In WRAL's viewing area, the Walnut Creek community in Wayne County has cut its water use the most compared with the August average – down 55 percent. Seven Lakes and Pinehurst in Moore County and Smithfield are also hitting the 50 percent mark. In the Triangle, Apex is the closest at 44 percent.
“We're trying to conserve because we know when we're out of water, well, we gotta do something,” Apex resident Roland Boyd said.
The town has managed to cut daily water usage from 4 million gallons a day to nearly 2 million.
Mayor Keith Weatherly credits the town's 26,000 residents.
“We have had to fine no one. The compliance rate is through the roof,” Weatherly said.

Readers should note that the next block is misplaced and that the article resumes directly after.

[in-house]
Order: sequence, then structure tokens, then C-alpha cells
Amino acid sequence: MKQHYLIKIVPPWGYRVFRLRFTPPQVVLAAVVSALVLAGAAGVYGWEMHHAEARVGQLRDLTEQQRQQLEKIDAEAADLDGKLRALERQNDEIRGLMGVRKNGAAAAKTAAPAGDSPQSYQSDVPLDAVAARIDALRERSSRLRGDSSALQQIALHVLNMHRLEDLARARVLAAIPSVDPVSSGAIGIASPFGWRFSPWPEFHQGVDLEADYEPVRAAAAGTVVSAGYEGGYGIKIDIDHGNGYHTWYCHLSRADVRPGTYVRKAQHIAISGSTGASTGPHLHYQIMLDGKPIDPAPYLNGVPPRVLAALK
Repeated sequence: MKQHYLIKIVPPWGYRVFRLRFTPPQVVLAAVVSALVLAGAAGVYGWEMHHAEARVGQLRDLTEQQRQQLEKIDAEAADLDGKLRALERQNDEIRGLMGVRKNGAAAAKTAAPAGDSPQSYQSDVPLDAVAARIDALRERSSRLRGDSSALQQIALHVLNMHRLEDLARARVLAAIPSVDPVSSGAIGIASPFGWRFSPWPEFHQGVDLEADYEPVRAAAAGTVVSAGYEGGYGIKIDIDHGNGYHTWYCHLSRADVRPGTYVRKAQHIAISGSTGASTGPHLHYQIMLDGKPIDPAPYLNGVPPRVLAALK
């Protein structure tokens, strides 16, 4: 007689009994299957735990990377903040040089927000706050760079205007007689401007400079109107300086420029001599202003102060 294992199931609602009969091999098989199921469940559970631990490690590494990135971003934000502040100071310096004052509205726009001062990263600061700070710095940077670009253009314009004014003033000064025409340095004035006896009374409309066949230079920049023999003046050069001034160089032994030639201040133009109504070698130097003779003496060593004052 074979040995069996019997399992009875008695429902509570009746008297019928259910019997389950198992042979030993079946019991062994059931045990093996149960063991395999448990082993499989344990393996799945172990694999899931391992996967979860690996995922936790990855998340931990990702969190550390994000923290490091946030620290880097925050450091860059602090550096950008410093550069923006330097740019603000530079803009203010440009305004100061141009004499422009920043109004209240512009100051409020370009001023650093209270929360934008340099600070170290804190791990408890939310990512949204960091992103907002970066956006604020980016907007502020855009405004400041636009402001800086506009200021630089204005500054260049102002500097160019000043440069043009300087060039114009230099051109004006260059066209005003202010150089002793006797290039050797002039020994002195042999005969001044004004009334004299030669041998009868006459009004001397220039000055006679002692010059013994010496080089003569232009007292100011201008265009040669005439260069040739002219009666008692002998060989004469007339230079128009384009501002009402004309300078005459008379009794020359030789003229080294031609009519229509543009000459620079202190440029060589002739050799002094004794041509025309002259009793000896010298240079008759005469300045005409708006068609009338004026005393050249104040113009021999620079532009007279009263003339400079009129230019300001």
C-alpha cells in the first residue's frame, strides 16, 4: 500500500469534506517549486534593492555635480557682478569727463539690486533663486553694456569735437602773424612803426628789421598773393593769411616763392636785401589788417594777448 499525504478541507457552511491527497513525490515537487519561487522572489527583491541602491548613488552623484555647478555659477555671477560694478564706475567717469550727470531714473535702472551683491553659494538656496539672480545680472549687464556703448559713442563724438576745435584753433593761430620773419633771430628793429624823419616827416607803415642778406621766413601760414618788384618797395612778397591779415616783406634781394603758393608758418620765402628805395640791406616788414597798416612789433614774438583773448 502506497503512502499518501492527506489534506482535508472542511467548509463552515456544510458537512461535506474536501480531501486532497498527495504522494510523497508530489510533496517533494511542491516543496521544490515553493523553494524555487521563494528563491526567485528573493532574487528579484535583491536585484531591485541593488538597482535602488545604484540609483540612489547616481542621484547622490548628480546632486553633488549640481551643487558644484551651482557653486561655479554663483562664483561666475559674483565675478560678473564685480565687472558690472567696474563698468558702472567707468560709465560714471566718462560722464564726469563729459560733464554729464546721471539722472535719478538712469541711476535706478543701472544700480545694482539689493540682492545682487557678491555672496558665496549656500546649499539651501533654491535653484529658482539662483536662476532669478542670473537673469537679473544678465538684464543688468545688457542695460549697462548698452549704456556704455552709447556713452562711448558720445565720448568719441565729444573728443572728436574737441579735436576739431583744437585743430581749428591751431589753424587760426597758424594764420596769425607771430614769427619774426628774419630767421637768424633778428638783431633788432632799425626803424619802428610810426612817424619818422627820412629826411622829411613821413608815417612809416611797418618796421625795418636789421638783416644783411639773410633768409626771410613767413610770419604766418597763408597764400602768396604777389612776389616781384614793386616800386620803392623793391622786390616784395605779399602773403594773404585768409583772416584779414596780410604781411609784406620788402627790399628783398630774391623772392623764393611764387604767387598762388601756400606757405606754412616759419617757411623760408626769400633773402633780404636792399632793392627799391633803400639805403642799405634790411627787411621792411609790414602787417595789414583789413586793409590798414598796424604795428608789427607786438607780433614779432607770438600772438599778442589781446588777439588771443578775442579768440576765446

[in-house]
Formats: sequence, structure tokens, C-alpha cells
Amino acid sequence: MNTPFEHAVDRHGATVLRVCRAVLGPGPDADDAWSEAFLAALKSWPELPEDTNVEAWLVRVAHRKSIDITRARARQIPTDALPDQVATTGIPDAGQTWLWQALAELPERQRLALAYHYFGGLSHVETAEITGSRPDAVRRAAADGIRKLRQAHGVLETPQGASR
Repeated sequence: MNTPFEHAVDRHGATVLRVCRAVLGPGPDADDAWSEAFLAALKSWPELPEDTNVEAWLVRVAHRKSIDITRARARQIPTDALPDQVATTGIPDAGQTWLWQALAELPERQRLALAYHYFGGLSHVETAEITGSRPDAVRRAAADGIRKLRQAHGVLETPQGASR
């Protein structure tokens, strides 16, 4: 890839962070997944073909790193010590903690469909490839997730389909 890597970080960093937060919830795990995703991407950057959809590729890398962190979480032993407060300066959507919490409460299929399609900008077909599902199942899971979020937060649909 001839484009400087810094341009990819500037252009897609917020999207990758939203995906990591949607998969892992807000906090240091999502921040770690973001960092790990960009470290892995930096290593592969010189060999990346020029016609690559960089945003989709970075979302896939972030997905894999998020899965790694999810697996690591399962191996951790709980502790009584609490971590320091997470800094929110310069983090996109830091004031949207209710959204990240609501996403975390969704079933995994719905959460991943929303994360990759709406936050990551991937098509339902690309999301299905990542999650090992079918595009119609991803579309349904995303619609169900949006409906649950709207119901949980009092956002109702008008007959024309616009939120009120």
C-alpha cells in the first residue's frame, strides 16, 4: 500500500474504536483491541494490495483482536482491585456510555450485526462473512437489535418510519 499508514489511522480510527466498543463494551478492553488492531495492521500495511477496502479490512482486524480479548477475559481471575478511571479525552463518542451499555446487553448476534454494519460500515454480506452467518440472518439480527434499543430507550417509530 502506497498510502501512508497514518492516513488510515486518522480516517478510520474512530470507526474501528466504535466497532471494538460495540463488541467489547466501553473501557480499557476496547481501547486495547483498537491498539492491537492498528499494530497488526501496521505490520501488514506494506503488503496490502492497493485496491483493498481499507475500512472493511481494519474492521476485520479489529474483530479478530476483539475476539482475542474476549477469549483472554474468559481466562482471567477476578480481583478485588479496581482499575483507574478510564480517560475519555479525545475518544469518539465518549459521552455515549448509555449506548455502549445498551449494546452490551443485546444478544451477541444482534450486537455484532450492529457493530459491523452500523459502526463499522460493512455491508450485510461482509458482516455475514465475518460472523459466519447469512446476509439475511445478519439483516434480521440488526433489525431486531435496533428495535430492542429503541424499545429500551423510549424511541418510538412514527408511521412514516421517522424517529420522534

“The only way we're gonna conserve water in the Triangle area is to make irrigation expensive,” Tim Donnelly, Apex public works director, said.
During the 2002 drought, Apex started charging residents $1,750 to install irrigation meters. Donnelly said it has discouraged homeowners from buying irrigation systems, and that has saved the town water.
Folks like Roland Boyd have taken things a step further, such as doing laundry only when necessary.
“We might wash three times a week, whereas we used to wash two times a day,” Roland Boyd.
“I can't explain the difference, but I do know where our citizens stand,” Weatherly said.
Apex draws its water from Jordan Lake, along with Cary. They have six to eight months worth of drinking water left.
The town stopped issuing landscape permits then, too. Residents who had permits at the time got 30 days to get lawns or landscaping established, then had to quit watering.
First violations in Apex get written notices. Second ones bring $1,000 fines.
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